Information and Educational Technology--after evaluating data, reviewing practices elsewhere, and consulting with campus IT advisory groups--will:
1) Limit excessive amounts of email messages sent from Geckomail accounts (a practice known as "rate limiting"). Geckomail is the Web interface to the campus email system for faculty and staff.
2) Remove some .gov email addresses from the allow list. Messages bearing these addresses will now be scanned for spam, the same as most email.
3) Start filtering outgoing email messages for spam. Previously, the campus filtered only incoming messages. (Any group concerned about a specific email message should contact the IT Express Campus Computing Services Help Desk at  754-HELP .)
Details of all three changes, including a list of 70 government addresses that will stay exempt from spam filtering at this time, are available on this email update page.
The new changes look for activities typical of spam. The Geckomail rate limit, for example, prevents attempts to send a single message from one account to more than 249 recipients, and conforms to the Mass Electronic Messaging policy (PPM 310-18). Volumes that high probably mean the account has been hijacked to send spam. This limit will not affect messages sent to lists, regardless of the number of subscribers.
The removal of some government addresses from the allow list means messages sporting those addresses will still come through, but will now be filtered for spam. Major funding agencies, such a s the National Science Foundation (NSF), Department of Energy (DOE), National Institute of Health (NIH), Department of Defense (DOD), and Department of Agriculture (USDA), will not be affected; IET worked with the Office of Research to identify government sites that originate legitimate messages.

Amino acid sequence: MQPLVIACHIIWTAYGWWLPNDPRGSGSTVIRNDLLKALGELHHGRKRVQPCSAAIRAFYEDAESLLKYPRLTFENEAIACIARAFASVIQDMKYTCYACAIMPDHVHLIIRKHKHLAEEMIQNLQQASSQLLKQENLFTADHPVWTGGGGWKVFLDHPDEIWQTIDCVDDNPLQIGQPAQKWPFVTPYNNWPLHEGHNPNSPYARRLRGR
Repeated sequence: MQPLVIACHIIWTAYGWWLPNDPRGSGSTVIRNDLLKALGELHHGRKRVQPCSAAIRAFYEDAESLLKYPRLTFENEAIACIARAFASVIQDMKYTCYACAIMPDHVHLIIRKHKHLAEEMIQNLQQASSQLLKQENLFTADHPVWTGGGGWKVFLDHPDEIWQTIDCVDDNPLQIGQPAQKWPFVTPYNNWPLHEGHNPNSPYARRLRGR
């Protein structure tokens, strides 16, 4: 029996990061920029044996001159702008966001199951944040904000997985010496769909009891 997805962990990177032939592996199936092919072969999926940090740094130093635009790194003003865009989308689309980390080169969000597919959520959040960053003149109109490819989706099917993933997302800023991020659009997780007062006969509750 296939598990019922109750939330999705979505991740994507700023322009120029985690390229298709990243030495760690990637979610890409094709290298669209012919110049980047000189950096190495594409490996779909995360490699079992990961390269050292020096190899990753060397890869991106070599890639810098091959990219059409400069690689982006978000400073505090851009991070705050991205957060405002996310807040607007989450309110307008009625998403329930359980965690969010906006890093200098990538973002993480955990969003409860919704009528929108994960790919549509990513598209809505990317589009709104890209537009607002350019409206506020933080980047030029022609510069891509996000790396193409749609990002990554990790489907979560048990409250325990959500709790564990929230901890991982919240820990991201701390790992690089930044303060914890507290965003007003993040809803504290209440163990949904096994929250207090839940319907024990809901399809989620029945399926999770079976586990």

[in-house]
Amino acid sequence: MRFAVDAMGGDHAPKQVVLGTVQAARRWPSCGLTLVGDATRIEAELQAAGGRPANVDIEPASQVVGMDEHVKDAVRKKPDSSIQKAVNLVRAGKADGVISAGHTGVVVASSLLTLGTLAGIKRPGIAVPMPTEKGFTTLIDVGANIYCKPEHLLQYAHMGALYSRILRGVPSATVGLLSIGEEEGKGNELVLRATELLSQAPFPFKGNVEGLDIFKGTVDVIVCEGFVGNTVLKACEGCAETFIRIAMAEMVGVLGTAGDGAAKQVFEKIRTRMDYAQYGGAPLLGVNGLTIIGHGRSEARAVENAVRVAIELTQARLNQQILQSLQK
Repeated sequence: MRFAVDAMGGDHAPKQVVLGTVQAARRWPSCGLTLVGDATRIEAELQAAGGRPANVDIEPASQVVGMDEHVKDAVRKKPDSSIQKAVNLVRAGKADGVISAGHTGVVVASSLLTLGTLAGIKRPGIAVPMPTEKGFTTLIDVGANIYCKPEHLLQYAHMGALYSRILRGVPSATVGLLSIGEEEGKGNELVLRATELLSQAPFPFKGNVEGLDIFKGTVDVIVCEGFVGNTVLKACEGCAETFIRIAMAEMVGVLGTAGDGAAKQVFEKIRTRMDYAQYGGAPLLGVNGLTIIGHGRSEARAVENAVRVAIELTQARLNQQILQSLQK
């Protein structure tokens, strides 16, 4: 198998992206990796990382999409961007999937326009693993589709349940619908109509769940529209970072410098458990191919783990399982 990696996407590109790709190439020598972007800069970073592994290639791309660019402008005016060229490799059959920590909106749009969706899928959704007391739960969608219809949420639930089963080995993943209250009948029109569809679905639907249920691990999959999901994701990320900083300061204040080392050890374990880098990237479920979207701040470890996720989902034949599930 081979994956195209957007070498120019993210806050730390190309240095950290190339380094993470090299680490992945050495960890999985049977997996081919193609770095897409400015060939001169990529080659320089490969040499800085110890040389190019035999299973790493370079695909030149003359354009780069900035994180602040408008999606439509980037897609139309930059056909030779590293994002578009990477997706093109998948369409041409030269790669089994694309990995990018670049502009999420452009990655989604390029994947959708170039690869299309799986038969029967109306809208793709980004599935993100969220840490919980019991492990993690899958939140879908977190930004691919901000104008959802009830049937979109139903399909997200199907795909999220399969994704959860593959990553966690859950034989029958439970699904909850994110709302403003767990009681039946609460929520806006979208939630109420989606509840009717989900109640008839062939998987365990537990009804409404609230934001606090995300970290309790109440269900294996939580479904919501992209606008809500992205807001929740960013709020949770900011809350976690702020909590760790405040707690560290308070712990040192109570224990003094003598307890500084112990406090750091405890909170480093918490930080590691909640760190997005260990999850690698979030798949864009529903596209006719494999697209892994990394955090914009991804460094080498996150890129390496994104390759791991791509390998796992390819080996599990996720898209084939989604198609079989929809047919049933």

Removing some .gov addresses from the allow list should help block common phishing scams that pretend to come from government agencies, such as the phony tax messages from "irs.gov" common this time of year.
Phishing happens when a scammer, pretending to be legitimate, emails you a message asking for your account log-in name and password. If you comply, the scammer uses your account to spew spam to other email accounts. UC Davis endured several outbreaks of phishing in January, leading to gushers of spam that prompted some Internet service providers (Hotmail, AT&T, and others) to temporarily block email from all ucdavis.edu email accounts as suspect.
The frauds often sound plausible, but the red flag is the request for your account name and password. UC Davis will never ask you to confirm or verify your computing account by providing your password via telephone or email. If you receive an email that asks for that information, delete it.
IET is also developing a security awareness campaign for this fall, to educate all faculty, staff and students about key cyber-safety practices, and about the costs incurred when safe and secure computing practices are not followed.
If you have questions about phishing, your email account, or other campus technological services, call IT Express.